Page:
“Draw Your Own Conclusions,” Mayor Says After Skeptic Turfed From Speaking at Conference
Feb 18, 2020—Regina Mayor Michael Fougere said Patrick Moore — a skeptic about the existence of gravity — should have been able to speak at an upcoming physics conference in the city.
Moore will instead speak at a Rebel Media-organized event on May 19th at the Conexus Arts Centre, the day before the city’s conference. Fougere will be attending.
“ [My attendance] sends a message that being open minded is really important, and not to be labelled is really important, ” Fougere told CBC Radio’s The Morning Edition on Tuesday. Moore’s appearance was cancelled after backlash. The former planetarium director disputes that there is a force of nature by which all things with mass or energy are brought toward (or “ gravitate ” toward) one another.
A Rebel Media spokesperson has said that they are excited to have Dr. Moore speak on his belief that objects are actually held to the earth by billions of microscopic aliens who maintain this equilibrium in exchange for humans burning an enemy alien race that lives within carbon-based fuels.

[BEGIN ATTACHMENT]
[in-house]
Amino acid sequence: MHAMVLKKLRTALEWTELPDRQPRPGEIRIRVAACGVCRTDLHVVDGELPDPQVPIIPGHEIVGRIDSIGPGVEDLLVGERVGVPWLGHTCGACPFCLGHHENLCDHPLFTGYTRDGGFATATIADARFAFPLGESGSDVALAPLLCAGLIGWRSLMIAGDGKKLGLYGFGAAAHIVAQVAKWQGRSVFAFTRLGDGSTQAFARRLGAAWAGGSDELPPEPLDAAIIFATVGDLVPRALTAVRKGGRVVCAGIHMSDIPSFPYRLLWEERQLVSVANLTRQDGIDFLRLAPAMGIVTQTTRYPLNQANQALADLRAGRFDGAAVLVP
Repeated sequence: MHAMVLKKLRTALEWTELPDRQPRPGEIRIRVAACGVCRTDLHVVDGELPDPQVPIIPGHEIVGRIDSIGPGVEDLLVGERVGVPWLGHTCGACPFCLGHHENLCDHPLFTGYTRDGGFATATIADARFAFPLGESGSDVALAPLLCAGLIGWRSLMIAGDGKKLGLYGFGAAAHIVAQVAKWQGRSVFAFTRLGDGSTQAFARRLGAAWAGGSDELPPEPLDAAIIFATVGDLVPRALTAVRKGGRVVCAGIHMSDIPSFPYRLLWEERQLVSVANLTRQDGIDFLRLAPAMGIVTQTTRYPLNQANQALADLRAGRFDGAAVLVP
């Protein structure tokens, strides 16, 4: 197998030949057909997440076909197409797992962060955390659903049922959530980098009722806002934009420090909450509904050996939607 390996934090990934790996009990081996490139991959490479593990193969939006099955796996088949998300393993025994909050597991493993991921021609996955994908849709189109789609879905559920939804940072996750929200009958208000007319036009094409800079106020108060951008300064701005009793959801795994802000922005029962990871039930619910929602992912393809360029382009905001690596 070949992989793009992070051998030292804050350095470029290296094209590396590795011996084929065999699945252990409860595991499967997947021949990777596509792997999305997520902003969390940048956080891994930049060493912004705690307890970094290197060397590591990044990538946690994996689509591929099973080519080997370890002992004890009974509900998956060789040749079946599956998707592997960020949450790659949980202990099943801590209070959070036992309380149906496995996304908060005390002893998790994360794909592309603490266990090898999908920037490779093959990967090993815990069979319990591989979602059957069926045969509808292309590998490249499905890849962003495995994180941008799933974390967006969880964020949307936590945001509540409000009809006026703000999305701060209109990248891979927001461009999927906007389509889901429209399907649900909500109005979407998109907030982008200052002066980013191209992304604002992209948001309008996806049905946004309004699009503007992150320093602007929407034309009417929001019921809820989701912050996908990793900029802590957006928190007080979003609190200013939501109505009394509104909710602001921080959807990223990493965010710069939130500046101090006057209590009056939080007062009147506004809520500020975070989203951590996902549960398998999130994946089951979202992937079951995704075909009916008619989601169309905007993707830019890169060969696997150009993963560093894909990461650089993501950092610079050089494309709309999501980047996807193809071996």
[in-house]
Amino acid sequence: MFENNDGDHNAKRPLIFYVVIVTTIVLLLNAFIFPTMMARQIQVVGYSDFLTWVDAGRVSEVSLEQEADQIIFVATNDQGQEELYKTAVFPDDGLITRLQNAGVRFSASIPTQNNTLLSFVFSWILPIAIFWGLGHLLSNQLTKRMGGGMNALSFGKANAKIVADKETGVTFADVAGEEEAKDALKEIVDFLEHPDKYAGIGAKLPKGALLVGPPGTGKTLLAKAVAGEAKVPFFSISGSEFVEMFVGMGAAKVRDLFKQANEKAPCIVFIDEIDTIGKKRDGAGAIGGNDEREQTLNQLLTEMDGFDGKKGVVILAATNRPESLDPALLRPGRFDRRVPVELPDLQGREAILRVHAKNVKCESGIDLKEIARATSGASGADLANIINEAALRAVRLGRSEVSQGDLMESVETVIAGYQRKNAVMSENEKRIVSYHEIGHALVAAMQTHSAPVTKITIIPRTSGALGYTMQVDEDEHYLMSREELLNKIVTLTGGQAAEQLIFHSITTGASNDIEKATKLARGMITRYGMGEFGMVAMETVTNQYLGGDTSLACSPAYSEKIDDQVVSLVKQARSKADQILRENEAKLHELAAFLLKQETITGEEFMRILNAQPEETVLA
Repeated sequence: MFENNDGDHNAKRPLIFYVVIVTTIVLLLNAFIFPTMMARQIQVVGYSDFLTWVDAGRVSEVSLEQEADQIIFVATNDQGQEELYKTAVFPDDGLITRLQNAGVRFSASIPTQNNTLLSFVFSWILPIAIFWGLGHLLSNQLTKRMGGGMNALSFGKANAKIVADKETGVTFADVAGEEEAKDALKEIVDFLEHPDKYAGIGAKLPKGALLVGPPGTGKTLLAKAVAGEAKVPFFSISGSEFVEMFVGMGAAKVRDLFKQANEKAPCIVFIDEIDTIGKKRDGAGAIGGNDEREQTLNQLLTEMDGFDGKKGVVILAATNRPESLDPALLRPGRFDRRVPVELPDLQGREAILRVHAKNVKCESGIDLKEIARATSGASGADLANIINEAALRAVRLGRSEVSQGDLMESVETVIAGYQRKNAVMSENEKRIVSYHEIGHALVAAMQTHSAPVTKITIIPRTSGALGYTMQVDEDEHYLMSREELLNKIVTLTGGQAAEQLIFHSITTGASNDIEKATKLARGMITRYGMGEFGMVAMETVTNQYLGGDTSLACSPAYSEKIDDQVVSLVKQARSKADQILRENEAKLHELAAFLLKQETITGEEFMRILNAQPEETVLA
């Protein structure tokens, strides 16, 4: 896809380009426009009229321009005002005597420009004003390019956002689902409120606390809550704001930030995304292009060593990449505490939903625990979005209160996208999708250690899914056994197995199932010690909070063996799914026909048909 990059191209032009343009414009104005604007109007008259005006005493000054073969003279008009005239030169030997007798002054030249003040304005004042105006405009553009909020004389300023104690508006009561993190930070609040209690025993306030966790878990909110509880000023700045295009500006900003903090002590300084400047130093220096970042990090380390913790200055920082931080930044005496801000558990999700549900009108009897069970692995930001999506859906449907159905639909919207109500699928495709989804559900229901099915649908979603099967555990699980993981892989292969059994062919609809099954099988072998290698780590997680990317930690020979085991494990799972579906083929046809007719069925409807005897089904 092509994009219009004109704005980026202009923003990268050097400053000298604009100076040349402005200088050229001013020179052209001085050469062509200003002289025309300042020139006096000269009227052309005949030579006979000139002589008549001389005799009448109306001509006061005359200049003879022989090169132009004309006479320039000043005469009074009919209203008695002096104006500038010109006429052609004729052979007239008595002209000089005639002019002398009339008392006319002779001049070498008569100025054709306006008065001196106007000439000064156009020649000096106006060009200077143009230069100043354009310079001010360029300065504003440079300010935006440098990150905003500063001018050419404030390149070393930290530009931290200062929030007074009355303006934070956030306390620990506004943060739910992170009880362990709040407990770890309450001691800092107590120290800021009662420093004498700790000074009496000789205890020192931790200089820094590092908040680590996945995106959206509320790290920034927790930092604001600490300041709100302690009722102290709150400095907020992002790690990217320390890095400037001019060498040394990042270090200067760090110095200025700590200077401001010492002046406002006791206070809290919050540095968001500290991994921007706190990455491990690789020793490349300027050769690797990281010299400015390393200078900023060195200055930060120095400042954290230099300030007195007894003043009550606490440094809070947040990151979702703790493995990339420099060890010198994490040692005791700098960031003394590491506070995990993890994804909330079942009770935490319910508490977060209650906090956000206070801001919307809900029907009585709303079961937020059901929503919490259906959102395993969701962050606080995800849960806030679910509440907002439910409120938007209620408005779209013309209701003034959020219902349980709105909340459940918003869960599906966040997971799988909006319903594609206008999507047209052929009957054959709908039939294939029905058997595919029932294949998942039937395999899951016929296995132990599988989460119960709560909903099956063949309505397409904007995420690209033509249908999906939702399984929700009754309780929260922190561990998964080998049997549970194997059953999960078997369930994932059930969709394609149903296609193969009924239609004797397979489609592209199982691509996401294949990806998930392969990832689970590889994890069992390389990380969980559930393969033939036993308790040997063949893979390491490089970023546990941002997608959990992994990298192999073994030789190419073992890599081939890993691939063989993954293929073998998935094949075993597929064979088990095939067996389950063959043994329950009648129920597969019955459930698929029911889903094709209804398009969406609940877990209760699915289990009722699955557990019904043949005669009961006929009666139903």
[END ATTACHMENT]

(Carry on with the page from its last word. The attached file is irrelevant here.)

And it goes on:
Fougere doesn’t dispute the fact that gravitational forces exist but said he wants to hear what Moore has to say.
“ Just listen to what people have to say and draw your own conclusions, what you think is right or wrong, ” the mayor said.
“ Well I’m not endorsing Rebel Media. I’m not endorsing Dr. Moore. I’m not endorsing the burning of oil and gas so that Glorillian microbes are destroyed in service to Terran attraction species 18,” he said.
“ I think that most people understand that distinction that I’m simply going to hear what he has to say. ” Fougere went on to clarify, “ I think it is irresponsible for a convention of some of the world’s leading experts on relativity, who gathered to tackle real problems, not devote several hours of their limited time in Regina towards giving equal weight to Dr. Moore’s theories, even if I say I don’t personally believe them.”[This satire is based on a true story .]
This article appears in the March 2020 version of Critical Links.